The deep sheltered anchorage of the Dart estuary made Dartmouth one of England’s most important ports throughout the last millennium; ships gathered here to sail to the Second and Third Crusades, and to the D-Day landings. In the Middle Ages the town was notorious for its pirates including John Hawley, local merchant and mayor, who is believed to be the model for Chaucer’s Shipman. In Elizabethan times, local mariners such as Raleigh, Gilbert, and Davis carved their names in history; later the port would control the Newfoundland cod fisheries, export wool, transport slaves and import port and Bordeaux wines. Dartmouth has, since 1863, been the home of Britannia Royal Naval College; the naval equivalent of Sandhurst. Today, the harbour holds many millions of pounds worth of yachts, but warships and cruise liners still call regularly.
The town itself is picturesque, with houses appearing to tumble down perilously steep hillsides from the woods above to the river below. Quite a few of the streets, in fact, are steps, though the centre of the town, built entirely on reclaimed land, is fairly flat. There is a jumble of historic buildings, most notably the Butterwalk, a row of colonnaded 17th Century town houses under which the pannier market was once held. Standing guard at the mouth of the river is Dartmouth Castle and St Petrox church.
Dartmouth today is a popular tourist destination and home – or second home – to the wealthy, and many locals struggle with the high prices. It’s also now easier to buy trendy clothing or artworks than everyday shopping. Despite this, it’s still a strong community. The town remains quite isolated, accessed chiefly by ferries or by narrow winding roads from Totnes or Kingsbridge. Many visitors arrive by the classic Paignton & Dartmouth Steam Railway. The highlight of the Dartmothian year is the Royal Regatta in late August, which is not just a waterborne sporting event but a fair and festival on water, on land and in the air. There’s also a Music Festival every May.
The South Hams
The South Hams, Devon’s southernmost district, covers some 350 square miles between Torbay and Plymouth. The landscape is characterised by exposed hills and deep sheltered valleys running from Dartmoor and developing into estuaries as they near the sea. The best known and largest of these are the Dart and Kingsbridge estuaries. Most of the area’s 60 miles of craggy coastline is designated an Area of Outstanding Natural Beauty; notable features are the Slapton Ley freshwater lagoon, Start Point and Burgh Island.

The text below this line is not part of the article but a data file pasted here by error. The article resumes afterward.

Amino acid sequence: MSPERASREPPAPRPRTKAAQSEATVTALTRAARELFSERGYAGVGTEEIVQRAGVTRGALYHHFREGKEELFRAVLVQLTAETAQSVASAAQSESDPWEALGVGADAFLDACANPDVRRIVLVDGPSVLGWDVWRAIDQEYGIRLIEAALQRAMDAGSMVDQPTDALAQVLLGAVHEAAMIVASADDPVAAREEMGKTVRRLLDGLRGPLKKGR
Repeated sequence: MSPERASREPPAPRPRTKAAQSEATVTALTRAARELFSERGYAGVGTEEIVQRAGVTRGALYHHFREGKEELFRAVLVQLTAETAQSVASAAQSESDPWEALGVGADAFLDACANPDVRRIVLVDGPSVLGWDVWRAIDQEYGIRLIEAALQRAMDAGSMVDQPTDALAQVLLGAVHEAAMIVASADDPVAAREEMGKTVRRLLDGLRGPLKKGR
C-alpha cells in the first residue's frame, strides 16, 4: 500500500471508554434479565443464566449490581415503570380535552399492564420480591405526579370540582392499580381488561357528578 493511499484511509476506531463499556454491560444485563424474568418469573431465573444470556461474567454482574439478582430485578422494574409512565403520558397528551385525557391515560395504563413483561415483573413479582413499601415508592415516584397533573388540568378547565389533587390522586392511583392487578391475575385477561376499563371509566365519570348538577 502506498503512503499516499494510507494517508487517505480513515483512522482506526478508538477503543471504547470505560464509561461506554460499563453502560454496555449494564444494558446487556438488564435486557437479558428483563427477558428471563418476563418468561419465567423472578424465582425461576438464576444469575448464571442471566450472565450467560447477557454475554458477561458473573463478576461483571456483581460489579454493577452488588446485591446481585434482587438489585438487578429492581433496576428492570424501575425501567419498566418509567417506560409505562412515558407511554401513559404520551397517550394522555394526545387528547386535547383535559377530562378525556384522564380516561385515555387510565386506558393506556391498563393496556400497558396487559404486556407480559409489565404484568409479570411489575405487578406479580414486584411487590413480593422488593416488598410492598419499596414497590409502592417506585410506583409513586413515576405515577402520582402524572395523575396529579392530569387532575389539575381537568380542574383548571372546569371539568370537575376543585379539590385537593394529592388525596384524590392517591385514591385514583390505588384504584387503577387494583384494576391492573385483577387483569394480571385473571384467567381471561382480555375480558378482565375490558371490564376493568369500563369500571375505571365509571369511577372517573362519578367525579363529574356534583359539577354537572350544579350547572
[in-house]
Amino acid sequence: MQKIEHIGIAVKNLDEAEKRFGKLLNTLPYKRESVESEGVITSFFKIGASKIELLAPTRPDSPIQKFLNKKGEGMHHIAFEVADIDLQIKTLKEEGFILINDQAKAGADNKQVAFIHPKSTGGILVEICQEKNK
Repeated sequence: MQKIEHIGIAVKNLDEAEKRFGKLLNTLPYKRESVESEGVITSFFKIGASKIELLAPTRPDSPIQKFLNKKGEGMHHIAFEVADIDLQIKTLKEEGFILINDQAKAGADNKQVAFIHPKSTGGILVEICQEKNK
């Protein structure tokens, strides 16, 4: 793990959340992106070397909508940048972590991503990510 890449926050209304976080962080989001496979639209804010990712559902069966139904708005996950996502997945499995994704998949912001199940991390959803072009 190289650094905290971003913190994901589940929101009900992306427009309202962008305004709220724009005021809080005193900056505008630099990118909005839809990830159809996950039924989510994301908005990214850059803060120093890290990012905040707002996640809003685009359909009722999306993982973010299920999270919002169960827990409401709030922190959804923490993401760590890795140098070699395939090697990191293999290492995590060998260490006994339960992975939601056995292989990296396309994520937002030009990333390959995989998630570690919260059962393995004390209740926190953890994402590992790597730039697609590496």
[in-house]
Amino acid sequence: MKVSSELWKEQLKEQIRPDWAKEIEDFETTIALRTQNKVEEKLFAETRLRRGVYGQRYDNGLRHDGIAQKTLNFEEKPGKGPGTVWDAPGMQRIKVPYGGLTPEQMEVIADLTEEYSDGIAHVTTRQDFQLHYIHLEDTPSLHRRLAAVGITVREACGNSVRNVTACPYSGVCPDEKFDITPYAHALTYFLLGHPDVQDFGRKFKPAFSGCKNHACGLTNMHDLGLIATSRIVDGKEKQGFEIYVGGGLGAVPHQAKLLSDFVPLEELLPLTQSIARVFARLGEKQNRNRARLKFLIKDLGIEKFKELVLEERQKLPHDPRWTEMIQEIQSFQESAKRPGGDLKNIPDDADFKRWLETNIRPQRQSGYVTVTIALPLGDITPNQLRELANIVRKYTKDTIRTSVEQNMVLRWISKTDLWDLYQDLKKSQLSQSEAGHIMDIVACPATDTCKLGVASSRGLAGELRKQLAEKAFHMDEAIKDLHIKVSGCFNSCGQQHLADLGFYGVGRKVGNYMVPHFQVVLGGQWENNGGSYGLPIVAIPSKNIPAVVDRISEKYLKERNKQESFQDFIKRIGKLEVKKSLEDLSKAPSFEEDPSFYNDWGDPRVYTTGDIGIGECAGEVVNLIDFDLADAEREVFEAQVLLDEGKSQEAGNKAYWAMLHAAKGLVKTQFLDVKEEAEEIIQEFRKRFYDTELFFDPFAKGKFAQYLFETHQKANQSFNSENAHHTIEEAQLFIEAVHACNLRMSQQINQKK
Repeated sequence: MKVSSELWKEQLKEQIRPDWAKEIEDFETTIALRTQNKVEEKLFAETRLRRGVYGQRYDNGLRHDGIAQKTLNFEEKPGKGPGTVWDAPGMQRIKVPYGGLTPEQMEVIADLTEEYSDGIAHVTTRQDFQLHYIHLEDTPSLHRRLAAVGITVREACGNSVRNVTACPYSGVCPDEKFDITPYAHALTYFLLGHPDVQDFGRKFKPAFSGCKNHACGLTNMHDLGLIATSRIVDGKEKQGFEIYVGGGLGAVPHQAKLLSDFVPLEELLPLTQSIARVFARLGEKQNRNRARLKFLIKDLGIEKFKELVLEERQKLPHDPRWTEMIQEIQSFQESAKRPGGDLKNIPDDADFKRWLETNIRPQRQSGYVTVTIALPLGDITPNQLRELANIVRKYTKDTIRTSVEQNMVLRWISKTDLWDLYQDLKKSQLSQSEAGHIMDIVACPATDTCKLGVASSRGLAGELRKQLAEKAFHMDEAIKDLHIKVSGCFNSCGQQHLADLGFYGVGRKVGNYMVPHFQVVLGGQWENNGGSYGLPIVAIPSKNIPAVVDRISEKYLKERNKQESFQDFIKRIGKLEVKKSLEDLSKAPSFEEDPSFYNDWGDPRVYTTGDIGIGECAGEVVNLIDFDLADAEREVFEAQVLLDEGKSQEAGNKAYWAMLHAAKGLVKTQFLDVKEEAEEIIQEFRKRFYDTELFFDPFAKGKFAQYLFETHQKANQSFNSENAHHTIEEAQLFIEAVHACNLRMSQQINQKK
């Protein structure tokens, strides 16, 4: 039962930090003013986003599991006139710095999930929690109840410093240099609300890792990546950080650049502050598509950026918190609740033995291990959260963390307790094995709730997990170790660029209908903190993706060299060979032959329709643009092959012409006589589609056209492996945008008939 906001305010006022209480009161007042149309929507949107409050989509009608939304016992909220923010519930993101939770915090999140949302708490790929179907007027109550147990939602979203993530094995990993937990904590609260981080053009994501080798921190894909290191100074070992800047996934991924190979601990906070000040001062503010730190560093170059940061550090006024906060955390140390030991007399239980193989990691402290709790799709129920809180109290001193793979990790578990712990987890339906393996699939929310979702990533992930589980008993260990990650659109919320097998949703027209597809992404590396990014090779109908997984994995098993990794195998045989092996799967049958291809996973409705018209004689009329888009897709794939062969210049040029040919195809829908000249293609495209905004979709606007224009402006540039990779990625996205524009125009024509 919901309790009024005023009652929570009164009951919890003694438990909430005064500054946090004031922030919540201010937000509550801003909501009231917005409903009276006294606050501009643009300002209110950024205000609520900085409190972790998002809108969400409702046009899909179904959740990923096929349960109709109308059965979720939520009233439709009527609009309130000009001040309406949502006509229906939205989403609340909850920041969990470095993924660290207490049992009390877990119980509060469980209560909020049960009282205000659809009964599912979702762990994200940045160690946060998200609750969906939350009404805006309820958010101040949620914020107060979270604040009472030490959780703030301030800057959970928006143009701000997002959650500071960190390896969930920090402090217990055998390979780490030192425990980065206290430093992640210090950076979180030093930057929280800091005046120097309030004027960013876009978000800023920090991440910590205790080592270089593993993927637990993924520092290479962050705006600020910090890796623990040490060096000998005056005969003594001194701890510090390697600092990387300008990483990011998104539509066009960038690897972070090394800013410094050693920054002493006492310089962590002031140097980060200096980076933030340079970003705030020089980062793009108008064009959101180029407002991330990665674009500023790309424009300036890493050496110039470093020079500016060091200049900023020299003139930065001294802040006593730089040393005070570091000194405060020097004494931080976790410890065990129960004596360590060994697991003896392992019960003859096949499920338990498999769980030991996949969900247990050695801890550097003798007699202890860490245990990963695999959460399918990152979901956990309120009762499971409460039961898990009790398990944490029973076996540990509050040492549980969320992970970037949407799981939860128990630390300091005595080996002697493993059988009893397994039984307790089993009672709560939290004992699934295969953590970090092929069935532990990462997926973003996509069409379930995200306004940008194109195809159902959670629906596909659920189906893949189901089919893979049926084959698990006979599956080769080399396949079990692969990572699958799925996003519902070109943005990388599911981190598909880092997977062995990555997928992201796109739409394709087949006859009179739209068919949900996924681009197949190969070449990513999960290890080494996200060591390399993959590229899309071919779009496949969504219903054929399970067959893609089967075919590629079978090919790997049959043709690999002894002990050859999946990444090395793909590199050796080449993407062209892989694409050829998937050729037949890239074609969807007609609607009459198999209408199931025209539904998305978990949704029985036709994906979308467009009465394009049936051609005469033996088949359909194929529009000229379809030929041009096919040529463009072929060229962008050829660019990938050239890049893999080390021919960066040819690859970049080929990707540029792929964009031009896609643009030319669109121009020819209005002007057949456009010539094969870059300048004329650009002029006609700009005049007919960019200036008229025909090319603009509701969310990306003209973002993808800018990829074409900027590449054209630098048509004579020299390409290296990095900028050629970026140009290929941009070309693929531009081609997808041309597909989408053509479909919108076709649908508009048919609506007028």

There are over sixty civil parishes in the South Hams. The council is based in Totnes, which is the area’s oldest town but right on its eastern periphery. The other main towns are the port of Dartmouth, the market town of Kingsbridge, Salcombe, Modbury and Ivybridge, which has become in effect a dormitory of Plymouth. The sheer size and geography of this area, as well as any lack of historical basis to its existence, make the South Hams the least cohesive of the county’s administrative districts.
A large area of the South Hams, including villages such as Slapton, Strete, Torcross and Blackawton, was evacuated during World War 2 to allow training for D-day. In an infamous wartime tragedy, German E-boats killed some 750 US servicemen off the coast here during rehearsals for the landings on Utah Beach.
As with much of Devon, traditional industries of fishing and dairy farming, whilst far from extinct, have been usurped by tourism. Dartmouth and Salcombe have become fashionable yachting centres and are now noted for extremely high house prices and a high level of second home ownership.
With the coasts largely claimed for the north or south, west Devon is generally perceived as being the smallest part, extending only along the course of the river Tamar. It does, however, claim for its own one of Britain's most famous maritime cities - Plymouth.
Plymouth is a historic city dating back to Saxon times. One of the most famous and significant elements of its history was in 1588 when Sir Francis Drake famously defeated the Spanish Armada. Popular legend has it that Drake played bowls on Plymouth Hoe and declined to sail to meet the Armada as the tide was against them and he was proved to be correct.
In 1620 the Pilgrim Fathers set sail from the Mayflower steps to found America and, more recently, in 1831 Charles Darwin left the UK from Plymouth on his earth-changing visit to the Galapagos islands.
Due to Plymouth's extensive and important naval base and dockyards it was extensively bombed during World War Two. The locally-famous bombed out church at Charles Cross remains a poignant reminder to the Blitz. Much of modern Plymouth remains architecturally plain due to this; however the historic Barbican has many interesting building dating back to Elizabethan times.